Both the fair salvage of the assets (|delta.sub.t=0~) and management's offer (|beta.sub.t=0~) on the right side of equation (3) represent an opportunity cost to the parent's alternative of continuing to provide its own goods and services in the future. In the case of the third party lessor the management offer (|beta.sub.t=0~) remains an opportunity cost, however, it is assumed that management sells the assets. This last condition has significant implications for the third party lessor who competes with the managers. If (4) is set equal to (5), the present value of payment to the lessor (|omega~) is reduced by 2|beta.sub.t=0~, a condition which the lessor may not be able to profitably absorb. Externalizing the offer (|beta.sub.t=0~) changes the perspective of the normal Buy (of a lease) model for a number of reasons as already explained, but in large part because of the managers' insider knowledge of its business worth. By definition then, the management buyout offer is favored over the third party lessor offer because of the degree of this external factor. And the lessor, therefore, does not become a rational competitor. We can observe this phenomenon in another perspective by setting (3) equal to (5), and noting that the LBO offer (|beta.sub.t=0~) cancels out, leaving the traditional Make or Buy decision model, with the usual internal considerations.

Equation (2), therefore, is reduced as follows under the rational assumption that there is no third party:

(6) |V.sub.|alpha~~ |is greater than~ |V.sub.|mu~~

Another significant characteristic of the above model is the relationship between management's premium offer and the parent's annuity payment for future goods and serviced in equation (4). The greater the initial offer (|beta.sub.t=0~), the greater is the leverage management has in negotiating a higher annual annuity payment. In other words, since the parent's cost of capital is likely to be lower than the risk-adjusted discount rate of management's new corporate entity, the annual annuity payments are magnified when there is a low initial offer. A parent firm's net advantage to buy out becomes less attractive by the compount amount of the difference in discount factors. This is explained further in the illustration following this section.

A parent company's indifference point is obtained when the present value cost to operate without the divesture is the same as the present value cost of the annual annuity payments for goods and services, minus the purchase price offered by management (Make or Buy indifference point). For this reason, valuation modeling should assume a constant internalization of transactions for both of the parent's alternatives. The parent will then substitute managements' initial offer (|beta.sub.t=0~) and the accompanying annuity payments which satisfy managements' equilibrium condition in equation (1) into equations (3) and (4). The present value difference between (3) and (4) is the net buyout advantage (NBA) to the parent in the accept/reject decision of the LBO offer.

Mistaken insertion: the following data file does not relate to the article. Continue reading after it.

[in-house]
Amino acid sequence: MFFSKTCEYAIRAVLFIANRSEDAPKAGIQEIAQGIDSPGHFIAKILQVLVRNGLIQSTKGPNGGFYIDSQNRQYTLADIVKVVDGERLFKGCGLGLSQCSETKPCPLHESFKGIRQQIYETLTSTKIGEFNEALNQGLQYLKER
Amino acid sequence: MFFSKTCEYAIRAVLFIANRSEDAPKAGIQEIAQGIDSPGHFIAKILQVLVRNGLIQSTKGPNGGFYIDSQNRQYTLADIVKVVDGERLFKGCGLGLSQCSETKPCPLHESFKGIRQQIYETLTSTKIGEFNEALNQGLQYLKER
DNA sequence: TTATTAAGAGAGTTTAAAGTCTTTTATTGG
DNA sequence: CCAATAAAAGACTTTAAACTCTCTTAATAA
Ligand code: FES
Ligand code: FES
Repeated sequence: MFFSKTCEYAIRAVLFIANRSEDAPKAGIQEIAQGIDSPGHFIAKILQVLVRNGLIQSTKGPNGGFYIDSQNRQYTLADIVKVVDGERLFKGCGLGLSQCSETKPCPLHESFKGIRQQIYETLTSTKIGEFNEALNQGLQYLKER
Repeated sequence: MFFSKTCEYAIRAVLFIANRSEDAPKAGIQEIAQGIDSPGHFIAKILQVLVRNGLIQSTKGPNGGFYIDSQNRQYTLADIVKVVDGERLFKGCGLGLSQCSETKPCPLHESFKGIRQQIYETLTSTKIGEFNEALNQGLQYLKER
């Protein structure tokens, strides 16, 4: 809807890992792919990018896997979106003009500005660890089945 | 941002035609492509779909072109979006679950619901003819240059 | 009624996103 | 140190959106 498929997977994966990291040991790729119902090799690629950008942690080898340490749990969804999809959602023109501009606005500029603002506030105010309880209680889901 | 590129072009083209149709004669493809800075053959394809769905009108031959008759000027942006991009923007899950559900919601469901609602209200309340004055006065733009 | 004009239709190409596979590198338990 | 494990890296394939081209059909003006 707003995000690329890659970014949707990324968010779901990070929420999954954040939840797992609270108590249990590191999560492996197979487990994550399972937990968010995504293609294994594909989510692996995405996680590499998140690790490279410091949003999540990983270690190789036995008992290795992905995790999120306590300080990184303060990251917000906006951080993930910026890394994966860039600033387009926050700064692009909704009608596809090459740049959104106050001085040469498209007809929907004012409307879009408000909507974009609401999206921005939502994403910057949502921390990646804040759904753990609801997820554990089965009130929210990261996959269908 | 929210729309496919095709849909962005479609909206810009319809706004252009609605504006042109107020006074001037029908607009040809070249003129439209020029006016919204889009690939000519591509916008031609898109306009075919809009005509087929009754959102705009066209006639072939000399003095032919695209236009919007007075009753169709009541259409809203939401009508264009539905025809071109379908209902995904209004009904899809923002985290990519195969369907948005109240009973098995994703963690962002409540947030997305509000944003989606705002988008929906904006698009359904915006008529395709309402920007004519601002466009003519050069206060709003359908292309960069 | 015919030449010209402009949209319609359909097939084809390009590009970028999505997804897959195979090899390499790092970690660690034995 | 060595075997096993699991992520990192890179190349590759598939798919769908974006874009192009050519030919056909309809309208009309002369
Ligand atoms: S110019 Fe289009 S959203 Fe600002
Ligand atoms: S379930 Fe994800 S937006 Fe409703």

NBA = |V.sub.|alpha~~ - |V.sub.|mu~~

(7) NBA = |sigma.sub.t=1,n~ {|theta.sub.t~ - |sigma.sub.t=n~} F|x.sub.t~ - |sigma.sub.t=1,n~ {|phi~} F|x.sub.t~ + 2|delta.sub.t=0~ + 2|beta.sub.t=0~


NBA = Parents net buyout advantage to accept the manager's LBO.

An Illustration

In the following example we assume that the ABC Company has an operating department which is vertically integrated into the structure of the firm. If the managers believe that the department is operated below capacity, they might decide that additional economies of scale and scope beyond the current corporate charter are possible, and seek to provide new or additional economies of scale and scope beyond the current corporate charter are possible, and seek to provide new or additional goods and services to other outside firms. Current stockholders, however, wary of the firm's additional market risk, may resist change of the firm's charter and goals.

The managers decide to leverage a buyout for a portion of the firm's assets by making an offer to the board of directors of ABC company. Management wishes to divest Department X into a separate entity; however, Department X will contractually continue to provide the same goods and services to the parent. The board recognizes this offer as an opportunity to reduce the company's asset base and to increase the value of its future cash flows, which would in turn increase return on investment (ROI). Since the assets remain in place, and are collateralized by the bank in the leveraged arrangement with the managers, the firm's only additional risk is the mortgage option with the bank to buy the assets back.